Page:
I started working on the bowl. I wanted clean up the rim top in the least intrusive method possible and still be able to deal with the scratches and wear on the flat surface. I wanted to see if I could minimize the darkening on the back side and the bevel of the inner edge of the rim top. I sanded it on a small medium and fine grit sanding block to see what I could do to begin with. I was happy with the way it was beginning to look. I finished with the blocks and progressed to micromesh sanding pads. I wet sanded it with 1500-2400 grit pads and dry sanded it with 3200-12000 grit pads. I wiped it down with a damp cloth after each pad. The pipe was beginning to look really good and the grain was beginning to really pop. It was time to work some Before & After Restoration Balm into the briar on the bowl and the rim top. I worked it into the surface with my fingertips to clean, enliven and protect the wood. I let the balm sit for about 20 minutes and buffed it off with a soft cotton cloth. I took photos of the pipe at this point in the process to show what the bowl looked like at this point. I decided to rub down the surface of the bowl and shank with a Medium Walnut Danish Oil Finish to give some depth to the finish. I really like how the walnut stain can make the grain pop on the briar. I hand buffed the bowl with a soft cloth to polish the briar. I buffed it lightly on the buffing wheel using Blue Diamond on the wheel. I took photos of the bowl after buffing. I really like the way that the grain stands out now. It is truly a beautiful piece of briar. It was time to address the trough in the bottom of the bowl. It was quite visible and though the bottom of the bowl was still quite thick, it bothered me. I decided to mix a batch of pipe mud to fill in the trough and protect the bottom while a new cake was formed in the bowl. I mixed some cigar ash and water to form a paste. I put a pipe cleaner in the airway to protect it from being filled in. I used a folded pipe cleaner to paint the mud around the airway to clean up some of the edges and tamped some into the bottom of the bowl to fill in the trough. I packed it in place with a Czech pipe tool tamper as it fit in the bottom of the bowl. The pictures that follow tell the story. It will take a while to dry out but once it has dried it will be quite hard. The bowl looked good so I set it aside and turned my attention to the stem. I used a Bic lighter to paint the surface of the vulcanite with the flame. The heat of the flame raised the tooth marks around the button edges significantly but a repair would still need to be done (forgot to take photos of this). I filled in the tooth marks with superglue spreading it with a toothpick. I set it aside to dry.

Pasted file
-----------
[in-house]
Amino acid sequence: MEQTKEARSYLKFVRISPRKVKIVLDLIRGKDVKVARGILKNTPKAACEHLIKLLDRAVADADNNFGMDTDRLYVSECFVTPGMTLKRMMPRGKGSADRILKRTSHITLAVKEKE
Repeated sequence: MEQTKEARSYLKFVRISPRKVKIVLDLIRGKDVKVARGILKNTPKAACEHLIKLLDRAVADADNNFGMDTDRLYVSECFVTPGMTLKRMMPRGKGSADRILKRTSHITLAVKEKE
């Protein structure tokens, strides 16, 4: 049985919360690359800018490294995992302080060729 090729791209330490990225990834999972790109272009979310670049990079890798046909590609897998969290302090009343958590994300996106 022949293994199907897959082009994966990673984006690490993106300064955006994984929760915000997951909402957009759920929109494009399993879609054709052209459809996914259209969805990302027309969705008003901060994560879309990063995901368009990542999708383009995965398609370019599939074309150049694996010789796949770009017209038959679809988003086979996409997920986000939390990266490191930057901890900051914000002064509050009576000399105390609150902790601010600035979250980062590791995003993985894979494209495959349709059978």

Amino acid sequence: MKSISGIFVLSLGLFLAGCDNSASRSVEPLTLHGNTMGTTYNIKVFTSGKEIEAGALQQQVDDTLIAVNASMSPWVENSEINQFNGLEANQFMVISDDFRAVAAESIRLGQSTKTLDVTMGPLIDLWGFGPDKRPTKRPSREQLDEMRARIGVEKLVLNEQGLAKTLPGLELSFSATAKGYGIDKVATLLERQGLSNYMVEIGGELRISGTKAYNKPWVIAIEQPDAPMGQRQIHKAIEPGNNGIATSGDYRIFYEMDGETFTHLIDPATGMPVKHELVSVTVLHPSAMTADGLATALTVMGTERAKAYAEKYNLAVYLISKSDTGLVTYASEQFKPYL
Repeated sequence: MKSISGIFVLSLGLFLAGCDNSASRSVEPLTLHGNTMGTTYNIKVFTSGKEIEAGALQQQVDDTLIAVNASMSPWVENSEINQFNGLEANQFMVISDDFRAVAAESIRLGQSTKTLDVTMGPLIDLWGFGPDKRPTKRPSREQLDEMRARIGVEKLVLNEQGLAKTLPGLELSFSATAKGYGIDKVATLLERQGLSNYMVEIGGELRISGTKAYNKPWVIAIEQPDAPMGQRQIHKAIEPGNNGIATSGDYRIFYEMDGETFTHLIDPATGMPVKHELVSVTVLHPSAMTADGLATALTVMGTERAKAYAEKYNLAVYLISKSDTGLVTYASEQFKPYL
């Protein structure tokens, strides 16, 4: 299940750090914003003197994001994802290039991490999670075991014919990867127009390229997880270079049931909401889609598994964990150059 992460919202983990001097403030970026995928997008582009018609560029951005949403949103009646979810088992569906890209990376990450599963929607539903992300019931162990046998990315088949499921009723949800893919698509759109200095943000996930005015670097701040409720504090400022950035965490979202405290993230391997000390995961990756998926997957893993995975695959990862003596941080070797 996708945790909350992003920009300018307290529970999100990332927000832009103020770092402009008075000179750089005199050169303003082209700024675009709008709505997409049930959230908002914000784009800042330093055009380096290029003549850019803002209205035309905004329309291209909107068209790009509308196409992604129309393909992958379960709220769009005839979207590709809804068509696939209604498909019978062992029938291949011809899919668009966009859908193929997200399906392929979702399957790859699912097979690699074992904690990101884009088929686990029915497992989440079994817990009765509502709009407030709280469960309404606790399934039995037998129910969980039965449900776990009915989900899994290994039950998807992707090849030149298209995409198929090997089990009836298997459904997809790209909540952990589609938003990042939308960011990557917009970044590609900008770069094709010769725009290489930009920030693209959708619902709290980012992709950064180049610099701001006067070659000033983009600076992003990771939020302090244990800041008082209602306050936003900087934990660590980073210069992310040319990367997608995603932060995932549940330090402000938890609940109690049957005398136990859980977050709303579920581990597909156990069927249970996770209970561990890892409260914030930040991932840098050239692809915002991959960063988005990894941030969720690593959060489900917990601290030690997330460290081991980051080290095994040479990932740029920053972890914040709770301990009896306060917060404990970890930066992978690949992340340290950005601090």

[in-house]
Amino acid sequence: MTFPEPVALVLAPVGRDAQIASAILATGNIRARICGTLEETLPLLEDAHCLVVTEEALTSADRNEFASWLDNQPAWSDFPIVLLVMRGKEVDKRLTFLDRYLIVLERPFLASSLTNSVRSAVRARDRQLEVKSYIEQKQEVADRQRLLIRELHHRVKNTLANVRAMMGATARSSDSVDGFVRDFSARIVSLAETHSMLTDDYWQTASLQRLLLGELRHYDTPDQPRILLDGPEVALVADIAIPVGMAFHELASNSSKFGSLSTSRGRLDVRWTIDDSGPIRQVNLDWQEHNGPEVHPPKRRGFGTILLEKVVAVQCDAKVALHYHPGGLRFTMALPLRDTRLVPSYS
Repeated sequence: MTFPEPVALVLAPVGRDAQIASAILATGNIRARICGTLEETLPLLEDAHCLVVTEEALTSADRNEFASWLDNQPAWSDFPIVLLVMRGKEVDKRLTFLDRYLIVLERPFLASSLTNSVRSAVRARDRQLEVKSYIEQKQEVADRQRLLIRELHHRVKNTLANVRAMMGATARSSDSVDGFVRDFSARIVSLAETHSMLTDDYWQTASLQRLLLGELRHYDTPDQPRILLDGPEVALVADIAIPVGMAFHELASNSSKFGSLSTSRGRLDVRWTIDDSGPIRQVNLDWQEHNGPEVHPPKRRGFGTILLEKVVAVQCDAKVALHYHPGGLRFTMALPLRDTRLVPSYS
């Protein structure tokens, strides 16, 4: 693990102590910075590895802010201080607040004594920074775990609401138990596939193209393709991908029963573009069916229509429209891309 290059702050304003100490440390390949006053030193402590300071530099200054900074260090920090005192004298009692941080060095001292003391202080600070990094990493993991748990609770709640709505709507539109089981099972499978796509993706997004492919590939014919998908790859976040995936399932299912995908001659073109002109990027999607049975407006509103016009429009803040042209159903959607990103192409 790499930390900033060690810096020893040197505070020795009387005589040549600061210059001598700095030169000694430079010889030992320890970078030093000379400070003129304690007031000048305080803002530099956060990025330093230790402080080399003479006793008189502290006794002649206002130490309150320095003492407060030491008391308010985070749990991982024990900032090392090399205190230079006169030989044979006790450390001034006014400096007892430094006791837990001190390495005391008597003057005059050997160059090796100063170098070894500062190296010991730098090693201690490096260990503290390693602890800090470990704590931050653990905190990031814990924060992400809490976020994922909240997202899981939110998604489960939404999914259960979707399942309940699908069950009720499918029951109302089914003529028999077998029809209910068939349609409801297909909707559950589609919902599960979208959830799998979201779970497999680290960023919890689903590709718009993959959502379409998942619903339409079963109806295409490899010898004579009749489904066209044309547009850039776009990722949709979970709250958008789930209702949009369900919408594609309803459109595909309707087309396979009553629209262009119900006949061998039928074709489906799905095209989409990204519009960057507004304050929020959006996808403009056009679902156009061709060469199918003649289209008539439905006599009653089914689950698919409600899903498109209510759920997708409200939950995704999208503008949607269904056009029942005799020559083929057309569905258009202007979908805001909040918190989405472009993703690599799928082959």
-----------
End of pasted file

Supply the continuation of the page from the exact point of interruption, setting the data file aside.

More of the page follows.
Once the glue repairs cured I sanded them with 220 grit sandpaper to blend them into the surface of the rubber. I began the polishing of the stem with Denicare Mouthpiece Polish to work on the oxidation. The photos show the progress. I polished the stem with micromesh sanding pads – wet sanding with 1500-2400 and dry sanding them with 3200-12000 grit pads. I wiped the stem down with Obsidian Oil after each pad. I gave it a further polish with Before & After Pipe Stem Polish – both Fine and Extra Fine. When I finished I gave it a final coat of Obsidian Oil and let it dry. The following photos show the stem at this point. I polished the bowl and stem with Blue Diamond to polish out the scratches in the briar and rubber. I gave the bowl and the stem multiple coats of carnauba wax. I buffed the pipe with a clean buffing pad to raise the shine. I hand buffed it with a microfiber cloth to deepen the shine. The pipe polished up pretty nicely. The Walnut Danish Oil had really breathed life into the briar and the pipe came alive with the buffing. The contrast of colours between the briar and the stem worked really well. The Giubileo D’ Oro pipe has a rich and classic look. The finished pipe is shown in the photos below. The dimensions of the pipe are Length: 5 1/2 inches, Height: 1 5/8 inches, Outside diameter of the bowl: 1 1/2 inches, Chamber diameter: 7/8 of an inch. This one will soon be on the rebornpipes store if you are interested in adding it to your collection. Thanks for reading this while I worked on it. It was interesting and unusual piece to restore and I really enjoyed the work.